If it were easy it wouldn’t be an expedition. A team of Bengaluru-based wildlife researchers embarked on a mission to distant forest in Arunachal Pradesh, confronted hardship and turned lucky when they chanced upon two individuals (a male and a female) of the Impressed Tortoise (Manouria impressa) in Arunachal Pradesh
The discovery is the first record of this tortoise from India, increasing the total number to 29 species of non-marine chelonians and five tortoises in the country.
This is the elusive medium sized tortoise species which inhabits moist primary forests of the hilly tracts of the Indo-Myanmar biodiversity hotspot. The latest sighting further raises the status of the country as well as the state in the list of strategic turtle conservation priority areas.
The habitat of the tortoise is humid, moist hill and montane forest up to elevations of at least 1300 metres. However, the species in its home range is threatened by poaching primarily for traditional medicine and pet trade.
This is an elusive medium-sized tortoise species which inhabits moist primary forests of the hilly tracts of the Indo-Myanmar biodiversity hotspot. The last reported range of the species was from Gwa in Myanmar, where TSA/WCS is carrying out a conservation breeding of this endangered tortoise for further reintroduction into the wild.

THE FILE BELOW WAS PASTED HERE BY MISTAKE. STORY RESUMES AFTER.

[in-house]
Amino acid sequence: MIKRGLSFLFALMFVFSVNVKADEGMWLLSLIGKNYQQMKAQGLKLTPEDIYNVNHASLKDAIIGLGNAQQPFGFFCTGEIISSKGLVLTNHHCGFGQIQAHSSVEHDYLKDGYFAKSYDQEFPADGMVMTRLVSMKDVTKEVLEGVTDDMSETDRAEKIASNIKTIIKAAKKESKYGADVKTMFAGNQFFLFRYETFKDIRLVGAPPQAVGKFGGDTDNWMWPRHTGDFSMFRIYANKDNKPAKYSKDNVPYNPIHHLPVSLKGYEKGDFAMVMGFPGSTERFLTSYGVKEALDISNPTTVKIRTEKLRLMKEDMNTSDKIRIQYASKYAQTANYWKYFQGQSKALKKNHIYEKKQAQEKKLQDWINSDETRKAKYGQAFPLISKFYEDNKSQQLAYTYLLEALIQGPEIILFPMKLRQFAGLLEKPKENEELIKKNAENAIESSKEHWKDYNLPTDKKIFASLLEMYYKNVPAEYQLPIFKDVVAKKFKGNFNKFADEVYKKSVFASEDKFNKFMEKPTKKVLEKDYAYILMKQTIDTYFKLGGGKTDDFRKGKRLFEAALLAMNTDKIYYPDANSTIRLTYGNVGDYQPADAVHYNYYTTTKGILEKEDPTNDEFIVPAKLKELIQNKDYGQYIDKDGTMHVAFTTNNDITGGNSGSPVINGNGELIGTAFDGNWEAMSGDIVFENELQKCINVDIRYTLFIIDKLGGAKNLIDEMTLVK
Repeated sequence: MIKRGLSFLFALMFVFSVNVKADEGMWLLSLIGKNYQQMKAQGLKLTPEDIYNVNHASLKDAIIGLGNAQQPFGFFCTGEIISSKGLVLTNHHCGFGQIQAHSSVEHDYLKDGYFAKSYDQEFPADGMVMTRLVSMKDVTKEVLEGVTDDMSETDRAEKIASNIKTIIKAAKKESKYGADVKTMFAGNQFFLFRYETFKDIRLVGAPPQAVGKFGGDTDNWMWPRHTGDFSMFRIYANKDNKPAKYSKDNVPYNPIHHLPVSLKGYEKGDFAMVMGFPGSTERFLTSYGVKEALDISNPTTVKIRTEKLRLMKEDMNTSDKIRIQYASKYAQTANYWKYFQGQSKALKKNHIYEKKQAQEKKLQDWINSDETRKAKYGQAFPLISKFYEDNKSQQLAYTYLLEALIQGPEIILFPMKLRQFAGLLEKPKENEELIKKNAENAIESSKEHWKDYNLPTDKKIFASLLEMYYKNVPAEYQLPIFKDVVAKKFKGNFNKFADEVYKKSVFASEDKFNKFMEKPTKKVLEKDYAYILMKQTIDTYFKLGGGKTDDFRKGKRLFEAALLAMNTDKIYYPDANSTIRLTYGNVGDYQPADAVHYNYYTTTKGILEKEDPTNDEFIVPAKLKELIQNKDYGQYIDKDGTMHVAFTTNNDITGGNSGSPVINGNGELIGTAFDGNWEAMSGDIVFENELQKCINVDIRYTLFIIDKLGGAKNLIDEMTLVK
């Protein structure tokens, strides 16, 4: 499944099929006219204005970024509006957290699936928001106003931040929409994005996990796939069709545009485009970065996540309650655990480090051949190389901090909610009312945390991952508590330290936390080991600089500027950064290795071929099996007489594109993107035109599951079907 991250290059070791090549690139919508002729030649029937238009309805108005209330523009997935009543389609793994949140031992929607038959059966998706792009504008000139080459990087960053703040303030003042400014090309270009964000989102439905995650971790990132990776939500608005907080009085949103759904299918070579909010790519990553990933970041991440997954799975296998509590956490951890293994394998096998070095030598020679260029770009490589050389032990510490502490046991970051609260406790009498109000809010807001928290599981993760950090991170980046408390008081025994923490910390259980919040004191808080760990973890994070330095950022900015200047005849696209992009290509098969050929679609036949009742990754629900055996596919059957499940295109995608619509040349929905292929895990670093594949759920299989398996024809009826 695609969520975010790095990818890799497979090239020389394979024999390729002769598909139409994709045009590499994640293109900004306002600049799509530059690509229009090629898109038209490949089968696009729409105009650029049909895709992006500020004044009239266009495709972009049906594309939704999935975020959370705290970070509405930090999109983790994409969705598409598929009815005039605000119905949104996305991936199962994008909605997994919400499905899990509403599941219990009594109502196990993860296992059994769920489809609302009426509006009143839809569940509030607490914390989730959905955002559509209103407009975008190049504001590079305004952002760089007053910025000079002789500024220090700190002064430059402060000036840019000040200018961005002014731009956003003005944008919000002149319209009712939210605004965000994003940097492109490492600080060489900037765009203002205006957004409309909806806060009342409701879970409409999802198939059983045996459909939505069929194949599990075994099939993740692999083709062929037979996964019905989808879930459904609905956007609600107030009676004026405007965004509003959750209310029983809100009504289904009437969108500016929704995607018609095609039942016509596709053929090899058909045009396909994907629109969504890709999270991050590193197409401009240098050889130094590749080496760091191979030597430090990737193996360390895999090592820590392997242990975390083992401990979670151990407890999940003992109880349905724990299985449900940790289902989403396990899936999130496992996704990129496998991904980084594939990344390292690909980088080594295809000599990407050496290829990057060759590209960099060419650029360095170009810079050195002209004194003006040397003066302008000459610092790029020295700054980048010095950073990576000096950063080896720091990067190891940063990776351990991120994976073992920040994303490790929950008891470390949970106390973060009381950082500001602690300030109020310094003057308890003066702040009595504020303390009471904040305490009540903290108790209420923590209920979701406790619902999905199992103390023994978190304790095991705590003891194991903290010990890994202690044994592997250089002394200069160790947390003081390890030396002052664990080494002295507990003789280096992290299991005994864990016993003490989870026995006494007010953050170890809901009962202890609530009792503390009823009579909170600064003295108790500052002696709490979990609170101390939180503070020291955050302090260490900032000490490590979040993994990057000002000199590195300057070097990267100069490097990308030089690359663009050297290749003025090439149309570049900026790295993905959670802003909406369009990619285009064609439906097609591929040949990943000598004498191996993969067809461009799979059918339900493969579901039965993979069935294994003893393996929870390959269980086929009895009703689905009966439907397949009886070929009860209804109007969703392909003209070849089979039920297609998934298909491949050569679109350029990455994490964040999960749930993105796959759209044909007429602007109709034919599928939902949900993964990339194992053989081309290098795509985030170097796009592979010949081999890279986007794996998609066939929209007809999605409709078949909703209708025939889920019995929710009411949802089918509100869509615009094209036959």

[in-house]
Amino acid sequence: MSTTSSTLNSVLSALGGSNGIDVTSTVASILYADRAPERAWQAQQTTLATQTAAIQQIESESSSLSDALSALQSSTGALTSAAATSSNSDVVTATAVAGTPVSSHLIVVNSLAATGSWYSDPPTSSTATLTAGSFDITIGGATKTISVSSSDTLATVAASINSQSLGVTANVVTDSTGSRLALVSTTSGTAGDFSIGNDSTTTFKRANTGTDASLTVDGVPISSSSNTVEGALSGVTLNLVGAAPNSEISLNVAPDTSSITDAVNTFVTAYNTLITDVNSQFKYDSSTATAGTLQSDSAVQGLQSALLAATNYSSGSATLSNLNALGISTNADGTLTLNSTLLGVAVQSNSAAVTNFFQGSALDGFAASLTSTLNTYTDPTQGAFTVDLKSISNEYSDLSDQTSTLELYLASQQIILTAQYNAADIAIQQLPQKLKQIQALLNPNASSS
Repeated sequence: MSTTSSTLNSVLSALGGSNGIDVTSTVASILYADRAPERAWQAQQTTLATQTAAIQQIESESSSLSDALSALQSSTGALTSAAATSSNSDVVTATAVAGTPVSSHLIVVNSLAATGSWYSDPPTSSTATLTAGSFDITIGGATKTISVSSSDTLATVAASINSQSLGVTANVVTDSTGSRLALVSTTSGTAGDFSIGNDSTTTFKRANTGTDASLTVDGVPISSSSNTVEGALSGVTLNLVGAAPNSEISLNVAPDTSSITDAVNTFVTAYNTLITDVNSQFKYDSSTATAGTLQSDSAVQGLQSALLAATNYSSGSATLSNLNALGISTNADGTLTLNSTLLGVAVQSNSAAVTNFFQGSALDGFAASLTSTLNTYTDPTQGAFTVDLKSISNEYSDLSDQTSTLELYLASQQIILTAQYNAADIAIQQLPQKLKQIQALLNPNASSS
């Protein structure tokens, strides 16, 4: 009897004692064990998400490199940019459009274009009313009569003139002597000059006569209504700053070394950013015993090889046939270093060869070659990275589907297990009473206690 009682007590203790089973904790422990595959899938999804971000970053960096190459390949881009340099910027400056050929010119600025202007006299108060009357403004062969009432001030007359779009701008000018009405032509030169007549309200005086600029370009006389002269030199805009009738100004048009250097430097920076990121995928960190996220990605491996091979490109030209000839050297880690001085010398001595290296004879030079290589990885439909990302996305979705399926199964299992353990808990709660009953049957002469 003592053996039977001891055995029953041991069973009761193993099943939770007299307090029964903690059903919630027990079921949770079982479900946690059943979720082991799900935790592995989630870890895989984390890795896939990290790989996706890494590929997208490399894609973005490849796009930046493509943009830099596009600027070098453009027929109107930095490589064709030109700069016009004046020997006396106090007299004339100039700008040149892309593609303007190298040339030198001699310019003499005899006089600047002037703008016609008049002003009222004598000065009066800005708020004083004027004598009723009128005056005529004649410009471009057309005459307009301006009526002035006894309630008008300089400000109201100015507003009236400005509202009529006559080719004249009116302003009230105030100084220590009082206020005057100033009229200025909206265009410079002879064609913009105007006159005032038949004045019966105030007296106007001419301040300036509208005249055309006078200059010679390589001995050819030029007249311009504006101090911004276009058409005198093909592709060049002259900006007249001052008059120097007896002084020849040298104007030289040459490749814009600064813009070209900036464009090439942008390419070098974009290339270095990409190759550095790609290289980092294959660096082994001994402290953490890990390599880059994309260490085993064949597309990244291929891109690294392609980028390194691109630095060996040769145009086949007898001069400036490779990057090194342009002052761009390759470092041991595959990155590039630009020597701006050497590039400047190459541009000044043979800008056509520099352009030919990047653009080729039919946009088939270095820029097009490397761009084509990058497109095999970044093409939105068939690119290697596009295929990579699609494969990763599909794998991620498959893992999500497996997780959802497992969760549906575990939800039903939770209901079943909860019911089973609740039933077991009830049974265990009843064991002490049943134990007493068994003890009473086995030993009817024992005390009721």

The survey team consisted of Bunty Tao and Dr Bharat Bhushan Bhatt of Arunachal Forest Department, Dr Shailendra Singh and Arpita Dutta from Turtle Survival Alliance/ Wildlife Conservation Society-India and Dr. Jayaditya Purkayastha from Help Earth.
This finding emphasises the importance of conducting extensive herpetofaunal survey in northeastern India, especially along the border areas. Future surveys will be carried out near the area of occurrence and locations prioritized from interviews with locals from the area, leading to an ecologically viable population of the species in the area.
In India, tortoise is protected under the Wildlife Protection Act, 1972. It is one of the most trafficked tortoise species in the world owing to the unique star-like radiating pattern on their shell.